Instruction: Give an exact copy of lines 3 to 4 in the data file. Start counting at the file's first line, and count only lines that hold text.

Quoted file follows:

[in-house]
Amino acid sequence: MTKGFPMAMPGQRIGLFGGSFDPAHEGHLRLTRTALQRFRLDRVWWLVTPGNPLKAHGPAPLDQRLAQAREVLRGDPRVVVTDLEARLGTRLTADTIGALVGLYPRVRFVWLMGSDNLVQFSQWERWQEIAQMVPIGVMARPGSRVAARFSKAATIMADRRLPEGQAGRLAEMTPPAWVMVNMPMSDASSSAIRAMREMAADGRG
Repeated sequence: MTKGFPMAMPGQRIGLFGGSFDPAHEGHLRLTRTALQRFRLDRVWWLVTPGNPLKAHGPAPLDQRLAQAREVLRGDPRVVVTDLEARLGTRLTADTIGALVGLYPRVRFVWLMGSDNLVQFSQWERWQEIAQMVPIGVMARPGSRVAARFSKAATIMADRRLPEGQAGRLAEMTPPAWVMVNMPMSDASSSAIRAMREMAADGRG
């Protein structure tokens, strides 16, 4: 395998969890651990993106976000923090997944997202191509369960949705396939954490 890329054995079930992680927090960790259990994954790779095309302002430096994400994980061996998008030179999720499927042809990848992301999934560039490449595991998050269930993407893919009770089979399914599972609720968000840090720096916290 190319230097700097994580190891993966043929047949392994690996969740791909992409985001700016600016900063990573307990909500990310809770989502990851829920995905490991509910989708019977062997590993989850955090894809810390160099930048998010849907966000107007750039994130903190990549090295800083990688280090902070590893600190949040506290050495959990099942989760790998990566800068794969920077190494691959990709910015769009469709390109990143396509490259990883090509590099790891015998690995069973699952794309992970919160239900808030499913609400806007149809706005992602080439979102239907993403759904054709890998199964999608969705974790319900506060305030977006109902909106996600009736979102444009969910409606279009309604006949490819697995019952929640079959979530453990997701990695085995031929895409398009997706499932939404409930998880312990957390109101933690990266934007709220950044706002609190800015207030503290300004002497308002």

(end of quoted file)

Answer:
Repeated sequence: MTKGFPMAMPGQRIGLFGGSFDPAHEGHLRLTRTALQRFRLDRVWWLVTPGNPLKAHGPAPLDQRLAQAREVLRGDPRVVVTDLEARLGTRLTADTIGALVGLYPRVRFVWLMGSDNLVQFSQWERWQEIAQMVPIGVMARPGSRVAARFSKAATIMADRRLPEGQAGRLAEMTPPAWVMVNMPMSDASSSAIRAMREMAADGRG
């Protein structure tokens, strides 16, 4: 395998969890651990993106976000923090997944997202191509369960949705396939954490 890329054995079930992680927090960790259990994954790779095309302002430096994400994980061996998008030179999720499927042809990848992301999934560039490449595991998050269930993407893919009770089979399914599972609720968000840090720096916290 190319230097700097994580190891993966043929047949392994690996969740791909992409985001700016600016900063990573307990909500990310809770989502990851829920995905490991509910989708019977062997590993989850955090894809810390160099930048998010849907966000107007750039994130903190990549090295800083990688280090902070590893600190949040506290050495959990099942989760790998990566800068794969920077190494691959990709910015769009469709390109990143396509490259990883090509590099790891015998690995069973699952794309992970919160239900808030499913609400806007149809706005992602080439979102239907993403759904054709890998199964999608969705974790319900506060305030977006109902909106996600009736979102444009969910409606279009309604006949490819697995019952929640079959979530453990997701990695085995031929895409398009997706499932939404409930998880312990957390109101933690990266934007709220950044706002609190800015207030503290300004002497308002």